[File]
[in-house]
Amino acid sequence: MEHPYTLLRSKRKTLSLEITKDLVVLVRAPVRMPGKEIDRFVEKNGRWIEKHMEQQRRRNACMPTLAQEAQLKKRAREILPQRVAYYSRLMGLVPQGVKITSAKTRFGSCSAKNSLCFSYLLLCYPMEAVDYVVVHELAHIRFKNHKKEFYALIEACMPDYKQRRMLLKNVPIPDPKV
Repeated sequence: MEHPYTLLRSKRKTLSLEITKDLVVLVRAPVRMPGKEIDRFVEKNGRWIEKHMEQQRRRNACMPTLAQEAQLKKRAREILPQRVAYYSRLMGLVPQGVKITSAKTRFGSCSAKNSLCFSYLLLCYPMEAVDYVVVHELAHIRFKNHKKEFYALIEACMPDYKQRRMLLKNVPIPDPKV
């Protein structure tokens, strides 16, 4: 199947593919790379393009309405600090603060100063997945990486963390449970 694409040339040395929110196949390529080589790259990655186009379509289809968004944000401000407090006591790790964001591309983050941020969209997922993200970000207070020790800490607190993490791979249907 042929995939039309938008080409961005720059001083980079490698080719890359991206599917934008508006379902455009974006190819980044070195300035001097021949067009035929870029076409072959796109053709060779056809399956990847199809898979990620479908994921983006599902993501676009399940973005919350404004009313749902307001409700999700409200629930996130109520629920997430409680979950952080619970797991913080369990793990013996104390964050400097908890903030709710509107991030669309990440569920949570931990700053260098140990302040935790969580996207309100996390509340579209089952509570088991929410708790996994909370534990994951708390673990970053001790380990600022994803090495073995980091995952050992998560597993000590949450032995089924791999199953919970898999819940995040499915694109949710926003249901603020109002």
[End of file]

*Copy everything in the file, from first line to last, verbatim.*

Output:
[in-house]
Amino acid sequence: MEHPYTLLRSKRKTLSLEITKDLVVLVRAPVRMPGKEIDRFVEKNGRWIEKHMEQQRRRNACMPTLAQEAQLKKRAREILPQRVAYYSRLMGLVPQGVKITSAKTRFGSCSAKNSLCFSYLLLCYPMEAVDYVVVHELAHIRFKNHKKEFYALIEACMPDYKQRRMLLKNVPIPDPKV
Repeated sequence: MEHPYTLLRSKRKTLSLEITKDLVVLVRAPVRMPGKEIDRFVEKNGRWIEKHMEQQRRRNACMPTLAQEAQLKKRAREILPQRVAYYSRLMGLVPQGVKITSAKTRFGSCSAKNSLCFSYLLLCYPMEAVDYVVVHELAHIRFKNHKKEFYALIEACMPDYKQRRMLLKNVPIPDPKV
């Protein structure tokens, strides 16, 4: 199947593919790379393009309405600090603060100063997945990486963390449970 694409040339040395929110196949390529080589790259990655186009379509289809968004944000401000407090006591790790964001591309983050941020969209997922993200970000207070020790800490607190993490791979249907 042929995939039309938008080409961005720059001083980079490698080719890359991206599917934008508006379902455009974006190819980044070195300035001097021949067009035929870029076409072959796109053709060779056809399956990847199809898979990620479908994921983006599902993501676009399940973005919350404004009313749902307001409700999700409200629930996130109520629920997430409680979950952080619970797991913080369990793990013996104390964050400097908890903030709710509107991030669309990440569920949570931990700053260098140990302040935790969580996207309100996390509340579209089952509570088991929410708790996994909370534990994951708390673990970053001790380990600022994803090495073995980091995952050992998560597993000590949450032995089924791999199953919970898999819940995040499915694109949710926003249901603020109002």